Thursday, August 1, 2019

Read-at-Home Kids Report: July 2019

The Read-at-Home Kids have been reading up a storm this summer far beyond what I expected. As I sit down to write this, Miss Muffet (age 5 years, 8 months) has read or listened to more than 150 books since the beginning of June, and her sisters, Bo Peep (3 years, 10 months) and Jumping Joan (21 months), have listened to more than 100 and nearly 70, respectively. And this doesn't include any re-reads.

Family Read-Alouds

During July, we finished reading The Happy Hollisters and the Sea Turtle Mystery, after taking a short break to read The Spice of America by June Swanson around the fourth of July. The Happy Hollisters book inspired lots of research into the Everglades, air boats, snoring frogs, Seminole Indian culture, the construction of chickees and much more. After we had exhausted all those rabbit trails, then we picked up The Rescuers, the New York Review of Books edition of which Bo Peep selected at the used bookstore based on its resemblance to our copy of Jenny and the Cat Club. It was much, much different than the Disney version I knew as a kid, but very good, and both Miss Muffet and Bo Peep gave it a five-star rating.

Miss Muffet (5 years, 8 months)

School continues year-round here, and Miss Muffet has been totally obsessed with learning about Benjamin Franklin. I read What's the Big Idea, Ben Franklin by Jean Fritz aloud to her, and that wasn't enough, so then my husband started reading her Poor Richard by James Daugherty in the evenings, along with A Bird in the Hand by Maud and Miska Petersham. I am now reading Electric Ben by Robert Byrd aloud during school time, and our lunch-time read-aloud is Ben and Me by Robert Lawson. When we're not reading about Benjamin Franklin, we're studying paintings in The Story of Paintings by Mick Manning and Brita Granstrom and we're reading Planet Earth by Gerald Ames for science.

For fun, Miss Muffet has been reading the Wayside school series by Louis Sachar, the Lulu series by Hilary McKay (which we borrowed from the library) and Henry and Ribsy. I introduced her to the First Grade Friends series by Miriam Cohen as well. She also recently finished another of the Little House on the Prairie spin-off books, Beyond the Heather Hills by Melissa Wiley, and she's been revisiting lots of favorite picture books and Boxcar Children audiobooks.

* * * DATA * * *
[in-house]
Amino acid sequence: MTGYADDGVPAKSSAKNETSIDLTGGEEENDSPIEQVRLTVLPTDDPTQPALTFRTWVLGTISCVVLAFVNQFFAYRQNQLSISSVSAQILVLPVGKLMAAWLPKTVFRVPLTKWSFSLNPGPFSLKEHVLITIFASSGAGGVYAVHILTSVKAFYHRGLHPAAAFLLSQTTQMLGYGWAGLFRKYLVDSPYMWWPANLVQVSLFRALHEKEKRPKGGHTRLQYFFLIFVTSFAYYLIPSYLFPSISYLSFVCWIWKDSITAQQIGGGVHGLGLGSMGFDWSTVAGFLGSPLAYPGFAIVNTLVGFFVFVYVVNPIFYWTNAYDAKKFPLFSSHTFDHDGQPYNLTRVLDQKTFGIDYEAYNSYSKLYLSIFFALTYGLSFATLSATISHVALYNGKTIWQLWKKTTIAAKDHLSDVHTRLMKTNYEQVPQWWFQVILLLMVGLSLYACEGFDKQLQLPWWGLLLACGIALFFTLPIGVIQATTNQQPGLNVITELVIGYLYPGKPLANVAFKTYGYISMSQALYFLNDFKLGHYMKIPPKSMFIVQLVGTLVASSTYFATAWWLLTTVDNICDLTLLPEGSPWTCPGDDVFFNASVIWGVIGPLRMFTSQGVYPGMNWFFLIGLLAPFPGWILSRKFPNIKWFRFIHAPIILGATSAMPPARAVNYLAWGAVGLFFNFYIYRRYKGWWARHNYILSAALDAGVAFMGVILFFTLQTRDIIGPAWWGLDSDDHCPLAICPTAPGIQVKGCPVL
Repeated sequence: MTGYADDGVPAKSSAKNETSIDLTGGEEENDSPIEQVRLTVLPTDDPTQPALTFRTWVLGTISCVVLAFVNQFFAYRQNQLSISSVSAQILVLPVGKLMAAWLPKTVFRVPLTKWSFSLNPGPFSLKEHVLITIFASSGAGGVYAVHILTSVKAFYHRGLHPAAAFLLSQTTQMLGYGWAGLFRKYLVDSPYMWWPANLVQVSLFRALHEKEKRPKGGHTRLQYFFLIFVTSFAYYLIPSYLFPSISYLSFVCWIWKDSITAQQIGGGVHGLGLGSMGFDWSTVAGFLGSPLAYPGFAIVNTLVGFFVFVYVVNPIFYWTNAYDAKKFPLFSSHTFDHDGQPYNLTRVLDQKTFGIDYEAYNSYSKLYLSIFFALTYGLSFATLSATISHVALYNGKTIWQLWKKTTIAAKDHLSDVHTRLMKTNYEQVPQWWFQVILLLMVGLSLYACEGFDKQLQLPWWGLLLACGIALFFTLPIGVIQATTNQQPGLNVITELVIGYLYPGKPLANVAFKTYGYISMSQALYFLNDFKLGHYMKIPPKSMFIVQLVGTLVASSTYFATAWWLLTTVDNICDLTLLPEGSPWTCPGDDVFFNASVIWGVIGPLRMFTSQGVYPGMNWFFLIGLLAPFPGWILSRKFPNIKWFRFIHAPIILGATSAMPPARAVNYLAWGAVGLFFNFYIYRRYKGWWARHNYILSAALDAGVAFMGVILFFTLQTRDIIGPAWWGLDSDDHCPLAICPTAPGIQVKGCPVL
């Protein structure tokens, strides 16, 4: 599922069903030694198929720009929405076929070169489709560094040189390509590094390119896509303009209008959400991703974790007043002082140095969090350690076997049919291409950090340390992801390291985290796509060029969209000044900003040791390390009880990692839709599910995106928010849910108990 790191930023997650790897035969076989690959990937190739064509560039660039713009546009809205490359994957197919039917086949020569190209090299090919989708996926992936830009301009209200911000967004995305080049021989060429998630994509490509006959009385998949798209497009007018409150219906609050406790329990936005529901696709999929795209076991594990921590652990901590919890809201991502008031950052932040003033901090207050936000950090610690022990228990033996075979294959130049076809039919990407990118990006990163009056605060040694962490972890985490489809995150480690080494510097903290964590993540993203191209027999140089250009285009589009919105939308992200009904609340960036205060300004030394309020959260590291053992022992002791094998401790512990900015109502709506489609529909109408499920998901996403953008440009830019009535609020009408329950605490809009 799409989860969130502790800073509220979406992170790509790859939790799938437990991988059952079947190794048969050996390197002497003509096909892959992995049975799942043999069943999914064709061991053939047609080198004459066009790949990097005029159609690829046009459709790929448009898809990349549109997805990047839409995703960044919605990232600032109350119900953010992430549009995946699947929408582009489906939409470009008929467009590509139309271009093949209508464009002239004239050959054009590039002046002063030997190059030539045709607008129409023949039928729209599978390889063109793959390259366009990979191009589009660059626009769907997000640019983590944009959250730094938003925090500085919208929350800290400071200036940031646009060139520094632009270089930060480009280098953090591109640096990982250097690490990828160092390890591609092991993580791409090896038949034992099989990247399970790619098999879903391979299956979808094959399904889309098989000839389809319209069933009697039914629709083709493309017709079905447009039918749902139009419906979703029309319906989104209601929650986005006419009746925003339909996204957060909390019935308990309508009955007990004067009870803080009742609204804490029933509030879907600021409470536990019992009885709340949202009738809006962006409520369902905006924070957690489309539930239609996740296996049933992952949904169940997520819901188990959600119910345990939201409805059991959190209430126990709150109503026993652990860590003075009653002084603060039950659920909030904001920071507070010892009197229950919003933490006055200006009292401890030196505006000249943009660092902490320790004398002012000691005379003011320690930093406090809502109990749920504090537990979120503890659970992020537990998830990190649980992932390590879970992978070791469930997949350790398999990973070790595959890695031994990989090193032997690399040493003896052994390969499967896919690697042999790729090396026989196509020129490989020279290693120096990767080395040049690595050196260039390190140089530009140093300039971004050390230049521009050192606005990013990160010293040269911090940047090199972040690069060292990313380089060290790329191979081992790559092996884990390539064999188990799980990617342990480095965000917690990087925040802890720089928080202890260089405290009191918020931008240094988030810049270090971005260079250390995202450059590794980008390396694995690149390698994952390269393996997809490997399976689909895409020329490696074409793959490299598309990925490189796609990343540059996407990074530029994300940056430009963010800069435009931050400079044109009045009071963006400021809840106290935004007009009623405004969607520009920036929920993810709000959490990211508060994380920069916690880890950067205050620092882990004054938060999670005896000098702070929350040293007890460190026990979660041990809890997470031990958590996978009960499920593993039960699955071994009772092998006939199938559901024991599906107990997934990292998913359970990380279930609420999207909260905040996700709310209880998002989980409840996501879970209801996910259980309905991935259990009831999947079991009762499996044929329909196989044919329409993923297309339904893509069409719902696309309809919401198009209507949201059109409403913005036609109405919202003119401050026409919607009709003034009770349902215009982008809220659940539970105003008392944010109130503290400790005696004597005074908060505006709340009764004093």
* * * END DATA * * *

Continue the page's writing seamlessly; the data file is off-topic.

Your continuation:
Little Bo Peep (3 years, 10 months)

Little Bo Peep and I have started having some school time together in the mornings which typically consists of read-alouds. We've read some library books: a couple of Alfie books by Shirley Hughes , two nonfiction titles she selected about bones and the sun, and one book each from the Annie and Snowball and Cowgirl Kate and Cocoa series. She also loves to read nonfiction books about community helpers, of which there are many on Open Library, and we've also been borrowing other miscellaneous picture books from there based on whatever topics she gives me. As she's starting to give up her nap, Bo Peep has also felt the need to take many books to bed with her after lunch, and often she gets through the whole stack.

Little Jumping Joan (21 months)

Finally, this little one's love of books has taken off. We have read Summer Babies by Kathryn Galbraith dozens of times, and typically, when we get to the end, she hands it to me and says, "Read. Again!" She's also starting to get interested in actual picture books, including the Stanley series by William Bee and pretty much any book that one of her sisters has in her hand and would prefer that she not touch. She's still destroying our board books because she just loves them so much she can't be gentle, but she also spends a fair amount of time pointing to objects in them and calling them by name. Other new favorites for Jumping Joan are Hello Lamb and Goodnight Bear, both by Jane Cabrera.

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